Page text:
Zinke Leaves Interior to His Pro-Polluter, Anti-Environment Deputy
By Emilie Karrick Surrusco
As 2019 begins, it's out with the old and in with the same old, same old. Scandal-ridden Secretary of the Interior Ryan Zinke released a brief farewell letter Wednesday in red marker. With Zinke's successor not yet named, David Bernhardt becomes acting secretary. The move swaps out one political insider closely aligned with deep-pocketed special interests for another.
Bernhardt, who became deputy secretary of the Department of Interior in August 2017, is "a walking conflict of interest" who served as the Interior Department's top lawyer under George W. Bush—and went on to a lucrative career as a legal adviser for timber companies, mining companies and oil and gas interests. Since returning to the Interior Department under Trump, he has quietly implemented policy decisions that benefit his former corporate polluter clients.
"As Deputy Secretary and now as acting Secretary, David Bernhardt never intended to adhere to basic standards of ethics and accountability. Instead, he is hell-bent on continuing Zinke's work of dismantling bedrock environmental protections and selling off our public lands to the highest bidder," said Martin Hayden, Earthjustice VP of policy and legislation. "This is business as usual for the Trump administration and Earthjustice will continue to fight them every step of the way."
The Interior Department is currently facing litigation from Friends of the Earth, Western Values Project, and others for failing to release ethics documents under the Freedom of Information Act that could help explain why Bernhardt's former lobbying clients have received regulatory and policy decisions in their favor.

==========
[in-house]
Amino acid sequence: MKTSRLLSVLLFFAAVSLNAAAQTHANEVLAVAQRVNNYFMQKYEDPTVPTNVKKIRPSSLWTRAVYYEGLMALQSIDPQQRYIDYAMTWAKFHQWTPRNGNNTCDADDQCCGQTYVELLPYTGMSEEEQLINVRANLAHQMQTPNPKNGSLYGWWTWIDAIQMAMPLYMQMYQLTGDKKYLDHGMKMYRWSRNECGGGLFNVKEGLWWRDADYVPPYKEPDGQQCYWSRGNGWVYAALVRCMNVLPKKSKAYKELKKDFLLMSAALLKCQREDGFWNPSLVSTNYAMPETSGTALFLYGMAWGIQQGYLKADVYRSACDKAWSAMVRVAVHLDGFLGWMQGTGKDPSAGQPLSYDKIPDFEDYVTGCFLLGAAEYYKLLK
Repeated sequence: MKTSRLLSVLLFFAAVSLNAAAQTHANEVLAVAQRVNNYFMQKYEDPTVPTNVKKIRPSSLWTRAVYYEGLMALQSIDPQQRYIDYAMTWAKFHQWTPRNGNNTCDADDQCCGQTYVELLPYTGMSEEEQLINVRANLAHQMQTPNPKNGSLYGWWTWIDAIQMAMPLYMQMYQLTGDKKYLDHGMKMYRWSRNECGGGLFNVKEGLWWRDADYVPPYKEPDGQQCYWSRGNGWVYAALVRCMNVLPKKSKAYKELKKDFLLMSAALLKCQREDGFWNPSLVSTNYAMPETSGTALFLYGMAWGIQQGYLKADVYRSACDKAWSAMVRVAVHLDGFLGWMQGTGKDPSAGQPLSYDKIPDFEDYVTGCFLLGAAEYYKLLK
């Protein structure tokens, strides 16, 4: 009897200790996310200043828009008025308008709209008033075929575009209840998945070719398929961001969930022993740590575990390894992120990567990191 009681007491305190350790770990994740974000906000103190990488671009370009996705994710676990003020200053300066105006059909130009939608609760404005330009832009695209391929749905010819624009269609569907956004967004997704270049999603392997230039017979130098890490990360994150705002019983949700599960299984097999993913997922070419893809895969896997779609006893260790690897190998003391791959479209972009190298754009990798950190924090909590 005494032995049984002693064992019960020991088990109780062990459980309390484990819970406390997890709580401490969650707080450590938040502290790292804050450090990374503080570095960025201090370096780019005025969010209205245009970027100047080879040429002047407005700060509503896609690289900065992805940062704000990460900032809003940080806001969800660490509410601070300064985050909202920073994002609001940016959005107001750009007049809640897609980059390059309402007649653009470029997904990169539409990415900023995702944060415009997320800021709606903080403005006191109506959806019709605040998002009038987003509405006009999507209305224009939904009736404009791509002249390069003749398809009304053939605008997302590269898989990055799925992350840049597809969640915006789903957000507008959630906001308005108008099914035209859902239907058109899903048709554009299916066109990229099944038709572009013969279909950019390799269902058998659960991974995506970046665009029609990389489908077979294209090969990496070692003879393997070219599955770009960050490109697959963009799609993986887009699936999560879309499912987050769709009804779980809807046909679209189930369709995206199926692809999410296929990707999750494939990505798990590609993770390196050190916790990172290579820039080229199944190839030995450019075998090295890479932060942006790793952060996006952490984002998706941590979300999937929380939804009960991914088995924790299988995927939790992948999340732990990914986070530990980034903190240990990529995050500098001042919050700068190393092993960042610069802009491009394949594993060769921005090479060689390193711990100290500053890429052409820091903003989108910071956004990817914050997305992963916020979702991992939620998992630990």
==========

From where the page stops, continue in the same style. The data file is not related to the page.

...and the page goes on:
"It is noteworthy that many of the Deputy Secretary's former clients began receiving sudden and dramatic windfalls only months after his swearing in," the complaint reads. "By failing to respond to FOIA requests concerning Deputy Secretary Bernhardt, DOI has violated the law."
One month after Bernhardt took over as the No. 2 at Interior, the Bureau of the Land Management announced a change that made it easier for Cadiz Inc. to go forward with a controversial water project. Cadiz, a former client of Bernhardt's at the lobbying firm Brownstein Hyatt Farber Schreck LLP, has been trying for decades to push a dubious scheme to sell possibly contaminated water from beneath the Mojave Desert in southern California. The plan would not only imperil the desert's fragile ecosystem, but also would endanger people who drink the water, which is contaminated with hexavalent chromium, a cancer-causing chemical.
Now, thanks to the BLM's reversal of an Obama administration decision, Cadiz has cleared one legal hurdle that would allow them to build a pipeline to carry the water through the Mojave Trails National Monument to the Los Angeles area.
Bernhardt's old lobbying firm has already earned 200,000 shares of Cadiz stock for their involvement with the company, and stands to earn 200,000 more if the project is completed.
Bernhardt was also a lobbyist for the Westlands Water District, a politically influential irrigation agency that has long battled the federal government on behalf of big agribusinesses in California's arid western Central Valley. Westlands has paid Bernhardt's firm $1.27 million in lobbying fees since 2011. Its demands for increased water flows to farms jeopardize endangered species in the ecologically compromised San Francisco Bay-Delta Estuary, particularly in times of drought.